This quote is true for ALL subjects. Everything I teach is searched, created and printed by our teachers….if we use a “pre made worksheet” it is considered a sacrilege. Even if the pre made was created by an expert. Somehow if we get it off teachers pay teachers or make it up off the internet it is considered better?

    I think BBB should also consider getting the Schools some REAL and SOLID curriculum and materials before she goes getting the icing. An African American Student needs to READ about their culture..but they first need to get genuine RESEARCHED curriculum…not something pulled from North Carolina and teachers pay teachers!!

    BBB get the house in order first before you buy the summer house!!!

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  • michaelj68

    A jobs program for all the losers who majored in [Fill in Blank] Studies and are stuck working at Starbucks. You have a school system that is fundamentally failing to teach students basic skills like reading and writing and I bet vast majority could not identify the quarter century the Civil War occurred in but are now going to learn about more about Cesar Chavez than George Washington and count like the Mayans did even though they cannot do basic math. Looks like the CPS is going all in producing the next generation of McDonalds workers.

    • MadXicano

      Yr mama works at McDonalds. OK sorry, but that’s the reaction yr comment gets. The racist Oklahoma frat boys probably did very well in math and science but never took ethnic studies. I’m a Chican@ studies major and I’ve NEVER worked at mcdonalds… although I do like a tall latte from Starbucks once in a while. Yr points lack evidence, and you “don’t get it.” If I majored in Gringo Studies (which is basically K-12) I don’t think I’d be a critical thinker and motivated to go to college. Ask yourself if you care about black and brown youth and their futures…. if the answer is no, then get back on the sidelines and let this work happen.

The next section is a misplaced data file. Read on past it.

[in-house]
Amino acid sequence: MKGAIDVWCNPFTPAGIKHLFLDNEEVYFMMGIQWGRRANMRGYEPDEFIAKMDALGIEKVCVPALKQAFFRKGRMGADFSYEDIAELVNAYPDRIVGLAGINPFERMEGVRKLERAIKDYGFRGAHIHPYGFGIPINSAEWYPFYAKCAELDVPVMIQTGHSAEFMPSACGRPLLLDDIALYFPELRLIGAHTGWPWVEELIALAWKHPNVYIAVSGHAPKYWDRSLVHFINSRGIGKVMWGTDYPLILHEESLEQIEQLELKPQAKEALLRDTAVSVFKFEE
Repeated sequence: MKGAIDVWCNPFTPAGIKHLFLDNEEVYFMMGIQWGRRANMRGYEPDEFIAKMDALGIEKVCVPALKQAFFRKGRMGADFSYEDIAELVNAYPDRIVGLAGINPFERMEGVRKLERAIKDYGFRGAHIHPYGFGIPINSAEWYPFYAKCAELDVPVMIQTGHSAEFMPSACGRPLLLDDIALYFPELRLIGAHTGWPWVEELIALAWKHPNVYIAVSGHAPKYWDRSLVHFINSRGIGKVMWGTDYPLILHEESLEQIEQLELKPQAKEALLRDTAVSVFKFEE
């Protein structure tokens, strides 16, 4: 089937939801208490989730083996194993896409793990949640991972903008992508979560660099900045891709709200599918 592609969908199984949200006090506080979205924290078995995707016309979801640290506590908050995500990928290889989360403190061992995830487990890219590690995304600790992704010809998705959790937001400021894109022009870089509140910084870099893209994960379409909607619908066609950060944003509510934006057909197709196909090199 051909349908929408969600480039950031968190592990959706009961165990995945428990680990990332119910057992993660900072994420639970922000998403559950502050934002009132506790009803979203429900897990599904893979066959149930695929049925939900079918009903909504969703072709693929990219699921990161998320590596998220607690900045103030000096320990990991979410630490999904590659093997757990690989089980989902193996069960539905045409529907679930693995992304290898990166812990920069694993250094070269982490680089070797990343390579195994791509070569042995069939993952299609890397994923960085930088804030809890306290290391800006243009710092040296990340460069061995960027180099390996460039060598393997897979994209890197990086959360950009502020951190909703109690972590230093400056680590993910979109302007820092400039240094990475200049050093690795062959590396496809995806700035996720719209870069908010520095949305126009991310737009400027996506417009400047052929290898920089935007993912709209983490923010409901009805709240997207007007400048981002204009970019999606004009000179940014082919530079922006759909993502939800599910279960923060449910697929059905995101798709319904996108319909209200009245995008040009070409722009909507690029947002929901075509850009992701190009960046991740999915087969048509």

• Northside

        Maybe u forgot to read…I’m married to a latino..with a latino child so yes I’m invested I what you call brown people .your gringo comment shows you obviously don’t know how to treat all people with respect…

        • Concerned Neighbor

          I’m new to this site, having read postings for only six days, but am wondering why you feel the need to use racial slurs and verbal violence in your postings. I hope your “latino child” doesn’t follow your example – at least at school. This type of disruptive behavior is causing a lot of problems in our schools.

          • Northside

            I was only actually responding to madmexs…comments..I agree with U. I don’t like him calling white people gringos..and I don’t like people using any racial slurs…please read the posts he wrote